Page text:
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Parallel::Loops and HoAs

by drmrgd (Beadle)
on Sep 29, 2013 at 21:50 UTC ( #1056260=perlquestion: print w/replies, xml ) Need Help??
drmrgd has asked for the wisdom of the Perl Monks concerning the following question:

Although still very much a perl newbie, I'm starting to become more and more comfortable with the language, and have started experimented with parallel processing. For fun I've previously put together this simple script that will read in a list of search terms in a file (one per line) and a bunch of .pdf files, and search the .pdf files for the search terms, printing out a csv list consisting of the term and the .pdf in which it was found. Now, I'd like to try to parallel process the script to speed the process up as a way to understand how to do this kind of thing, and it seemed like using the Parallel::Loops module was a good start. However, I don't seem to be getting the same results from the single core trial as I am the multicore trial, and I think it's because I'm storing the results in a HoA.

From the CPAN page "Also, if two different children set a value for the same key, a random one of them will be seen by the parent." So, it might be this is why the results are not correct. Does anyone have a suggestion on how I can do this? I can't seem to figure out how to ultimately store all of the results into a master results HoA that I can then print out at the very end.

Here's the script, which I've made so that you can swap between running it in single core mode and multicore mode. I'm not including my test data. But, I'm just using a generic set of terms (literally stuff like "this", "and", "command", etc.) and any old .pdf files I have laying around. But, if you need more info or data, let me know.

#!/usr/bin/perl # Read in a file with search terms and a list of .pdf files, and outpu +t the search term and the .pdf file the term # was found in as a .csv output. Can be expanded to potentially also +list use warnings; use strict; use Parallel::Loops; use Data::Dumper; my $lookup_file = shift; my $par = shift; my @pdf_files = @ARGV; my %results; # Read in the lookup file and store query terms in hash (just in case +can be useful later) open( my $lookup_fh, "<", $lookup_file ) || die "Can't open the lookup + file '$lookup_file': $!"; my %lookup = map{ chomp; $_ => 1 } <$lookup_fh>; close( $lookup_fh ); if ( $par == 1 ) { &par_proc( \%lookup, \@pdf_files, \%results ); } else { &std_proc( \%lookup, \@pdf_files ); } # Print out the results for my $search_term ( sort keys %results ) { print join( ",", $search_term, $_ ), "\n" for ( sort { $a cmp $b } + @{$results{$search_term}} ); } sub std_proc { # Iterate over search terms to look up files and spit results out to a + new hash my $lookup = shift; my $pdfs = shift; foreach ( @$pdfs ) { my $pdf = $_; open( my $pdf_fh, "-|", "pdftotext $pdf -" ) || die "Error con +verting file: $pdf"; my @data = <$pdf_fh>; for my $search_term ( keys %$lookup ) { push( @{$results{$search_term}}, $pdf ) if ( grep { $_ =~ +/$search_term/ } @data ); } } } sub par_proc { # Parallel iteration method my $lookup = shift; my $pdfs = shift; my $results = shift; # Set up parallel loop processing. my $maxProcs = 12; my $pl = Parallel::Loops->new($maxProcs); $pl->share($results); $pl->foreach ( $pdfs, sub { my $pdf = $_; open( my $pdf_fh, "-|", "pdftotext $pdf -" ) || die "Error co +nverting file: $pdf"; my @data = <$pdf_fh>; for my $search_term ( keys $lookup ) { push( @{$results{$search_term}}, $pdf ) if ( grep { $_ =~ + /$search_term/ } @data ); } }); }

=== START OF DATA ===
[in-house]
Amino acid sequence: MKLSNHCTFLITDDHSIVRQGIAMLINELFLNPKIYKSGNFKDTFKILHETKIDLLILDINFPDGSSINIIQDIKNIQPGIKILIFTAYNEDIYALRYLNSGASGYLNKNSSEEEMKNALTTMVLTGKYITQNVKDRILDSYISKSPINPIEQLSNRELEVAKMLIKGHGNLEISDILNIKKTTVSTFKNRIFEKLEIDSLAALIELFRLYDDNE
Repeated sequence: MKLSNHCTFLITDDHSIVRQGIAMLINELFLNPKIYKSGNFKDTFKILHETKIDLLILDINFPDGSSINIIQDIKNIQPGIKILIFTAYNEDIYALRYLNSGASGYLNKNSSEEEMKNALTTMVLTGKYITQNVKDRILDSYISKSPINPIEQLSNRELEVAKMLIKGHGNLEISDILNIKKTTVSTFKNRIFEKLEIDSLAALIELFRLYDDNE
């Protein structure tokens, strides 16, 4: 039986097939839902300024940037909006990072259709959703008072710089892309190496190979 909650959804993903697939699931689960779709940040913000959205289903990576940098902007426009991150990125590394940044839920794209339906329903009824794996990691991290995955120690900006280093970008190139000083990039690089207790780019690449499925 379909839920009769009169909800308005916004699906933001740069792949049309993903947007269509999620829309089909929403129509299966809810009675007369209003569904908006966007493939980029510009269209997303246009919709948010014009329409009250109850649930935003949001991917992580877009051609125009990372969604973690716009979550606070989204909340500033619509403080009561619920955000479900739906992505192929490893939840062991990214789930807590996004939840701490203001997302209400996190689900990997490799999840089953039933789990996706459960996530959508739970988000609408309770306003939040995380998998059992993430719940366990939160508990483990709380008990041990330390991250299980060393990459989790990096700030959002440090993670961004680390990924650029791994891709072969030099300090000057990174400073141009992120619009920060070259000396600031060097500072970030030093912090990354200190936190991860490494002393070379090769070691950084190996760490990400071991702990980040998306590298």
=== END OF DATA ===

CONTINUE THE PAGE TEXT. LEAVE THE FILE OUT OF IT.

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Re: Parallel::Loops and HoAs
by Athanasius (Chancellor) on Sep 30, 2013 at 14:21 UTC

    Hello drmrgd,

    Your diagnosis is correct: the same hash key is being assigned-to by two or more children, but only one such assignment makes it back to the parent.

    Assuming your pdf files are unique — and noticing that each pdf file is processed exactly once — one strategy for tackling this problem is to reverse the order of keys and values when assigning to the %results hash, and then invert the hash once all the processing has completed. (Update: This avoids the multiple-assignment problem, because each new hash entry’s key is guaranteed to be unique to the thread in which it is added.)

    Here is a proof-of-concept implementation:


    • Your problem has nothing to do with reading the text from pdf files. You would probably have received a faster response by presenting a mimimal script demonstrating the problem you are seeing (see How do I post a question effectively?).
    • Don’t call subroutines with a prepended & unless you have a good reason to circumvent prototypes (and you don’t!). See perlsub.
    • $_ =~ /$search_term/ can be written more succinctly as just /$search_term/.

    Hope that helps,

    Athanasius <°(((><contra mundum Iustus alius egestas vitae, eros Piratica,

      Ahhh! That works perfectly! I thought I had tried that without success originally, but I clearly didn't. Thanks so much for the help in understanding this. This is definitely encouraging me to dabble more with multi-core processing of my work (which will be a big help and improvment!).

      Also thanks for the tips and notes. As a burgeoning perl neophyte, I'm still learning my way around, and your notes are certainly helpful. Thank you again!

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